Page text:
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Christopher Davis
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alibis2.jpg
Art by Steve Cartwright 2015

Alibis

 

Christopher Davis

 

 

 

The door of the motel stood ajar, exposing a darkened Travelodge room 213. Except for a few cars on 101, nothing in Santa Laguna stirred at this late hour. Fog moved inland sheltering most of the town from view.

          Mother fucker, Rob Reese thought as he approached from the parking lot, his car was still there. Cat…? His wife Catherine had scheduled one of her beach yoga sessions earlier in the evening, if she wasn’t back by now, she was probably still fucking the instructor somewhere.

          Two weeks in the shit-hole tourist town was becoming a vacation in hell for Robert Reese. Florescent lighting cast odd shadows on the second floor landing.

          First it was those kids, Reese thought, and now this? He knew that he should report all of this to the police, let them handle it, but the thought of catching those kids in his room was too hard to resist. Besides, the little fuckers took his phone.

          Navigating a sand berm earlier separating the sea-side Travelodge from a local watering hole, Reese had to empty his pockets for some of the local hoodlums. The dumb shits settled for a wallet and cards but didn’t think to ask if the tourist had any cash. Reese had already scolded himself throughout the evening for not taking his CCW Colt when he left for the bar. Hell, he was on vacation here right? No need to carry the .45 in this sleepy little town.

          “Cat,” Reese asked pushing back the door of 213. “Cat are you in here honey?” High pressure lamps cast enough light to make the bed and bathroom doorway recognizable.

          Whether she was fucking the yoga instructor or the waiter at the restaurant, Reese knew his wife wouldn’t be here. She wouldn’t bring them back here to their room.

          His suitcase stood out in the dim light across the room near the dresser. If I can get my hands on that Colt, Reese thought. It was one thing to call the bank to report stolen cards, but a firearm?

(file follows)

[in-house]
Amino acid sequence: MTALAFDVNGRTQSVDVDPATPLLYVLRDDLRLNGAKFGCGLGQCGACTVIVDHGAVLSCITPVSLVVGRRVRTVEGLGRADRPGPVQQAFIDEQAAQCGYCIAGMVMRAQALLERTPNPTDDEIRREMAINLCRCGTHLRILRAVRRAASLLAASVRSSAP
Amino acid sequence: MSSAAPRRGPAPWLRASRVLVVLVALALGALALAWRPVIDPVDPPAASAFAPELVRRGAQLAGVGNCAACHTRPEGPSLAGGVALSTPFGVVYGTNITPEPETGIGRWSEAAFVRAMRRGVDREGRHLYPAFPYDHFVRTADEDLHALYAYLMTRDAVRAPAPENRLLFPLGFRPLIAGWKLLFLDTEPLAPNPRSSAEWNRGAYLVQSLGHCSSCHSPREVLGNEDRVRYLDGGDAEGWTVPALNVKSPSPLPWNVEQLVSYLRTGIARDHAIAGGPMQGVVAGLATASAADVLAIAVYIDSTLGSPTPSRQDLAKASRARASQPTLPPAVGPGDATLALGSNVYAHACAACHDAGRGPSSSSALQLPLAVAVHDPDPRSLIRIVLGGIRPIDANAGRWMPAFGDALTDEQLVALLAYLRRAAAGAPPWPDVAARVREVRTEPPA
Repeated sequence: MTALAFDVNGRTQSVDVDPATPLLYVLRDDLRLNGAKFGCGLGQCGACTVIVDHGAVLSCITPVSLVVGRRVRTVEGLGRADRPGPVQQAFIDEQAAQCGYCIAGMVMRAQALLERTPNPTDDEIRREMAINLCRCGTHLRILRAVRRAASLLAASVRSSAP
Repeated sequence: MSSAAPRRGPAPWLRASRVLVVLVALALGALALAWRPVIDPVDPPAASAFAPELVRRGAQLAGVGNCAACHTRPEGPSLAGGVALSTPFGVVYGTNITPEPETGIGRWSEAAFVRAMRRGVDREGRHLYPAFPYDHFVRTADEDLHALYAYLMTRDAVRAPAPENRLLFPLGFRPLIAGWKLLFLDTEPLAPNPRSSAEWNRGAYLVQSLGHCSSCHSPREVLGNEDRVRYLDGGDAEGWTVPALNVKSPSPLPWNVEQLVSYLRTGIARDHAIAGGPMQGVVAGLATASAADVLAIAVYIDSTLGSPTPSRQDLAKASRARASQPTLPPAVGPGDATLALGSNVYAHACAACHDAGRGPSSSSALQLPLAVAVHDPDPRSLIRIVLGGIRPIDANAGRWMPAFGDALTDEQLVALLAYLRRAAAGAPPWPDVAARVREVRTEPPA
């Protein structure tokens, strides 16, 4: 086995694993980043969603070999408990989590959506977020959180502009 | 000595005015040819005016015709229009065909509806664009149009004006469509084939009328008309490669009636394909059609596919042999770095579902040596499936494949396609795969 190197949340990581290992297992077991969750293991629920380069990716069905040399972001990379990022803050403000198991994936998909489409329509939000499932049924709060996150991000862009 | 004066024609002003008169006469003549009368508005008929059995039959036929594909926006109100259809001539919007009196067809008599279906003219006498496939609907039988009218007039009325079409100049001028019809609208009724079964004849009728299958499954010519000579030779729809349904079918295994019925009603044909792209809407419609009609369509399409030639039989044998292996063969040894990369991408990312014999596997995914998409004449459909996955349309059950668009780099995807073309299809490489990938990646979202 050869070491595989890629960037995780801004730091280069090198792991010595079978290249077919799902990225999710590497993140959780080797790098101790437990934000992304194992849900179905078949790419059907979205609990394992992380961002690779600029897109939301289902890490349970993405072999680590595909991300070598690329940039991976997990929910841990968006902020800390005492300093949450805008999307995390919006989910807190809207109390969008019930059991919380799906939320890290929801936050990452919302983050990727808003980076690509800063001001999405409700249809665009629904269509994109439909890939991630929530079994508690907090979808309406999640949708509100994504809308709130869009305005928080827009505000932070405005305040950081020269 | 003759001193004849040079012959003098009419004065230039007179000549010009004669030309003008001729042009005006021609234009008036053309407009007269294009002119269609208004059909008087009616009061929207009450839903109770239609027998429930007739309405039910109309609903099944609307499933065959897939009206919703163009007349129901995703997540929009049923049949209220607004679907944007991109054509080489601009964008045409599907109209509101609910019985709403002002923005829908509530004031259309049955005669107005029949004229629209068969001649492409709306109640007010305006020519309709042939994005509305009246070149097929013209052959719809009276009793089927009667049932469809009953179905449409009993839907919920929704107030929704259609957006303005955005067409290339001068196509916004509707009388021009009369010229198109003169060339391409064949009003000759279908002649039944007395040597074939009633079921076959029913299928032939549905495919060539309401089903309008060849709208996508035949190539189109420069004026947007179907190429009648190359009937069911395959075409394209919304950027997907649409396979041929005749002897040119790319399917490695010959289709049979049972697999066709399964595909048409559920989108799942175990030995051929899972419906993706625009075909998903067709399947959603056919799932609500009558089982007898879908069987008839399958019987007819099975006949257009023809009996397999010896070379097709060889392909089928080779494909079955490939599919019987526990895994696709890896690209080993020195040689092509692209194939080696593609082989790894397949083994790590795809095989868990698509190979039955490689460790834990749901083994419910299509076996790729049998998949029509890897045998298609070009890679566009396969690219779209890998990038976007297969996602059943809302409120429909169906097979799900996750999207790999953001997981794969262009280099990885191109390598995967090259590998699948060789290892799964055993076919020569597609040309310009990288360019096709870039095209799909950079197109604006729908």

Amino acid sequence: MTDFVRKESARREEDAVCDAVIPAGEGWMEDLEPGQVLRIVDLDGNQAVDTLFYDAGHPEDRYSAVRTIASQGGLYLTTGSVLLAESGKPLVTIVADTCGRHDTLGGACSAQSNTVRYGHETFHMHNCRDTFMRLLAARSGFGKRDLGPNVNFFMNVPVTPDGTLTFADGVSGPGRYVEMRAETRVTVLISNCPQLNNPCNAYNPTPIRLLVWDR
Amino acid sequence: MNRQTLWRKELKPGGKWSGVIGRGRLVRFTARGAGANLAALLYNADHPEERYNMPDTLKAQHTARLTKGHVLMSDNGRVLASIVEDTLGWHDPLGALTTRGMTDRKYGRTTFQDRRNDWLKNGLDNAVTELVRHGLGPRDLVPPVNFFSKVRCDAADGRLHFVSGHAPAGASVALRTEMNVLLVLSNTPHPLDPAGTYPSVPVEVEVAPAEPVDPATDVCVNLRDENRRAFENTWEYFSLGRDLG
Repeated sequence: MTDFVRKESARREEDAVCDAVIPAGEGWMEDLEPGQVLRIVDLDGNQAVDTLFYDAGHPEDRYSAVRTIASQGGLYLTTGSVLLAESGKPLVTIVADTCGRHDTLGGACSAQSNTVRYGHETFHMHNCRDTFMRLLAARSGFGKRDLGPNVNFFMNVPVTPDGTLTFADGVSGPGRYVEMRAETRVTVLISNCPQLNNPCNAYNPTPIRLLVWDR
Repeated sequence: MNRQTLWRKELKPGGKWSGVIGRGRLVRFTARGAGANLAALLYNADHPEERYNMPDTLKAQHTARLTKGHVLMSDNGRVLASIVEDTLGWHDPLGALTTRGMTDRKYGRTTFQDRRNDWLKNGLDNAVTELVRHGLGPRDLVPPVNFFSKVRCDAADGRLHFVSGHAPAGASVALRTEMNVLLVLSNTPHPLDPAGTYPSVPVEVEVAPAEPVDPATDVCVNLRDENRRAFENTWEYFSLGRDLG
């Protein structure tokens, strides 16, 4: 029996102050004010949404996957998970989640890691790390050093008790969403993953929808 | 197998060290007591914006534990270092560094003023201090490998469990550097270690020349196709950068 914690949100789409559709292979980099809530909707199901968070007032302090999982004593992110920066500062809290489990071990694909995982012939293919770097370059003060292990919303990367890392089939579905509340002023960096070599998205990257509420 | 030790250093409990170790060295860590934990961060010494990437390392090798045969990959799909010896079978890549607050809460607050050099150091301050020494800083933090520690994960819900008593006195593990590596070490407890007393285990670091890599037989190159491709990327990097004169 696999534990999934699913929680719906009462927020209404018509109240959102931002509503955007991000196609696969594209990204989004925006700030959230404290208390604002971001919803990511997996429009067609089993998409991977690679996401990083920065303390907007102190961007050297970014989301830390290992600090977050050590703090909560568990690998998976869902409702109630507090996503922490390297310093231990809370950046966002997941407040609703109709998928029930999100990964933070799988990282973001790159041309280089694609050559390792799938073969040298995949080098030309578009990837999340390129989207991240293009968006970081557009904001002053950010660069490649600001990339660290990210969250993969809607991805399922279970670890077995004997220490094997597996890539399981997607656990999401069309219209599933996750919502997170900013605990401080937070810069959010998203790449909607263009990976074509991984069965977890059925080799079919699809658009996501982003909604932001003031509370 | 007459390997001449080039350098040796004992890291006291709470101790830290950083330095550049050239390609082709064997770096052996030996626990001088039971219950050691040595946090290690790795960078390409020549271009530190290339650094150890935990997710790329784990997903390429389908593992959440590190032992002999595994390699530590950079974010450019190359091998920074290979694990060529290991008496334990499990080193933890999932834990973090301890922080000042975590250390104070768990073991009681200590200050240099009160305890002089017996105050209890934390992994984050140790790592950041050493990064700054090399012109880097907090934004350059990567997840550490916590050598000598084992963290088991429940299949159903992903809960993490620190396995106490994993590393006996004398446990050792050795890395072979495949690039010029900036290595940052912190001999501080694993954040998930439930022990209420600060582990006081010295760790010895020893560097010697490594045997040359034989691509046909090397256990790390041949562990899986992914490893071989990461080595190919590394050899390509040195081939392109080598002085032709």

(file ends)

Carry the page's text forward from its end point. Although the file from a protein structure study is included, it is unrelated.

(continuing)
Something moved in the bathroom dressing area. Reese dove for the suitcase, hitting the dresser and stopping against the wall. Silence enveloped the room. Unzipping the Samsonite, his hand felt for the cold of steel. It was still there, they hadn’t found his gun. Listening for any movement in the bathroom, Reese slammed the magazine home and stood in the darkened room feeling for the wall switch.

          An unfamiliar perfume wafted in on the cool ocean breeze. Was it Catherine?

          Always the protective husband, Reese yelled, “Cat, if that’s you honey, stay outside.” Reese cleared his throat, “I’ve got my forty-five and I’m turning on the light.”

          Movement in the dressing area brought a flash from the open doorway. Reese dropped to the floor clutching his side as the room spun out of control from whiskey and lead. Fuck.

          Another shot rang out, the flash highlighting the figure of a woman in a hooded sweatshirt.

          “Cat, is that you?” Reese asked of the figure.

          “Don’t shoot,” The voice of a young man pleaded from the bathroom. A woman’s heels trotted away down the steps outside.

          Reaching the wall switch, Reese squinted to focus. Room 213 was in shambles. After two shots from the small caliber pistol guests in the neighboring rooms were beginning to stir.

          The bathroom door opened. A young man bolted for the safety of the open door and the outside world, straight-arming Reese. Instinct gaining the upper hand, a wounded Reese thumbed the hammer of his Colt and fired.  

          His world beginning to spin, Reese felt himself slipping as a Policeman asked, “Do you know the shooter, Mister Reese?”

 “Yes…no. No, I don’t think so.” Reese said, closing his eyes to remain focused. Could the assailant have been Cat, his wife of twenty years?

“That’s it,” A young paramedic said in a soothing voice, starting an IV, “Just stay calm.”

“Mister Reese, was the shooter a man or woman?” Another policeman asked, scribbling notes on a yellow pad. “Did you see the shooter?”

“I…I don’t know,” Reese said, “It was dark.”

Some would have truth, others their lies. Robert and Catherine Reese each had alibis.